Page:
Somewhere near you, in a cafe-bookstore, there is a witch. She doesn’t have green skin. There is no pointy hat. She arrived without a broom and no matter how much you ask, she can’t or won’t conjure a fireball in her hand. She sits down with a latte, not a potion, and she sips it quietly without even a chuckle. I know because right now I’m sitting across from her and I’m honestly terribly disappointed.
The first friend of mine who came out as a witch left me really dumbfounded. My friend, a rational human being whom I had known for a few years, claimed to have magical powers. She might as well have told me she could grow wings or fart the alphabet, it would have elicited the same reaction. It all sounded silly, childish, vaguely delusional – and yet I was desperate to know more.
As the pandemic swept the world, more and more of my friends started to come out of the broom closet. I started to wonder if this sudden surge of Witch-mania was isolated from my group of friends. Was there something about me that attracted practitioners of the dark arts? Apparently not. I was heartened to discover articles popping up on the internet describing the rise of the “Hip Witches”.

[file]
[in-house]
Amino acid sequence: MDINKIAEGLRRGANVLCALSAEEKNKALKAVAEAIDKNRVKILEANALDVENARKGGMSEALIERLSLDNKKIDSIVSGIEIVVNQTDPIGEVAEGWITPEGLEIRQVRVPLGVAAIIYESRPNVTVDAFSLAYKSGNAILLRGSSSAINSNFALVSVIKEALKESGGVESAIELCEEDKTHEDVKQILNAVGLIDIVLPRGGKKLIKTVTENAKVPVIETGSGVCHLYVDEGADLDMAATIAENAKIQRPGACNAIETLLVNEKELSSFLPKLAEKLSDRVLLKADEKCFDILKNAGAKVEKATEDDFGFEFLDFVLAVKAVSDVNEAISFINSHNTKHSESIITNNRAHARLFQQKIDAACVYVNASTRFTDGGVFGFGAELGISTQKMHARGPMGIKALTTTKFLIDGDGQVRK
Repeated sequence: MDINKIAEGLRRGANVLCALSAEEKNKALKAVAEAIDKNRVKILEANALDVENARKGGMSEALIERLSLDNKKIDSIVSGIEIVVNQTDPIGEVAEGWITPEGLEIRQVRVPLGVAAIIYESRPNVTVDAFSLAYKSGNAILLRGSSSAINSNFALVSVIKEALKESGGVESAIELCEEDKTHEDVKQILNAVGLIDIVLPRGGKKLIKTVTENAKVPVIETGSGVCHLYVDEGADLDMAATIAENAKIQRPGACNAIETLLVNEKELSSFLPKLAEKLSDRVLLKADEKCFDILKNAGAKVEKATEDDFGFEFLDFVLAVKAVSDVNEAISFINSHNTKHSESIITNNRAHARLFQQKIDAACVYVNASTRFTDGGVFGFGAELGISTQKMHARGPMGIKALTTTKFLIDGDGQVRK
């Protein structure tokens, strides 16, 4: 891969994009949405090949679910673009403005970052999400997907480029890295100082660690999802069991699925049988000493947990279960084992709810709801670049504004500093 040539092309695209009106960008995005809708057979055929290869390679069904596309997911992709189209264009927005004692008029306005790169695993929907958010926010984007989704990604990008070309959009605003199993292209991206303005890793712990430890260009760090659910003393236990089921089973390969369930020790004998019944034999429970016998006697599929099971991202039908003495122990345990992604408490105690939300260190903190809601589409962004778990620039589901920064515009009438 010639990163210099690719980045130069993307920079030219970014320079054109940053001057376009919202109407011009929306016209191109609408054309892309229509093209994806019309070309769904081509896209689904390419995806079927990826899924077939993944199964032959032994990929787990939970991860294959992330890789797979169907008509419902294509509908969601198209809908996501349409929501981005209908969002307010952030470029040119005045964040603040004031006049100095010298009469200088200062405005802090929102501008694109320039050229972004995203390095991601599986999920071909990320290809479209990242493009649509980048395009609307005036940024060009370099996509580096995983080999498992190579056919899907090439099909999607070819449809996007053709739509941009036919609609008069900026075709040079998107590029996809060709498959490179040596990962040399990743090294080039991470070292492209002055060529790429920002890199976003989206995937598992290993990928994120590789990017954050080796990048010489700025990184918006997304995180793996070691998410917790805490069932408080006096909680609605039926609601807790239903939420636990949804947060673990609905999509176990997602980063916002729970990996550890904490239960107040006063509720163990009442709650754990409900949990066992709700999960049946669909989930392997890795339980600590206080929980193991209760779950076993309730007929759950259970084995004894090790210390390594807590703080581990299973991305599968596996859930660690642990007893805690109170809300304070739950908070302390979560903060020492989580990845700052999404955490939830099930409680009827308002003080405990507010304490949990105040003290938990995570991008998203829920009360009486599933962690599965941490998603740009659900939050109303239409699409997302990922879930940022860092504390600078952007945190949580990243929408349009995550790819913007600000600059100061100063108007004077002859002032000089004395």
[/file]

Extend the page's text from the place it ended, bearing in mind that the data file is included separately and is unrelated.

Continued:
So, as the world opened up again, I sat down with my friend in a cafe to ask the ultimate question: Why? What had possibly brought her to witchcraft?
“I’ve always been fascinated by fantasy books and historical stuff,” she tells me candidly. “But during the first lockdown, I got close to one of my clan girls. It is a very powerful thing in terms of self-confidence. The first lockdown I was very lonely and was looking for something that could give me a boost, which I did.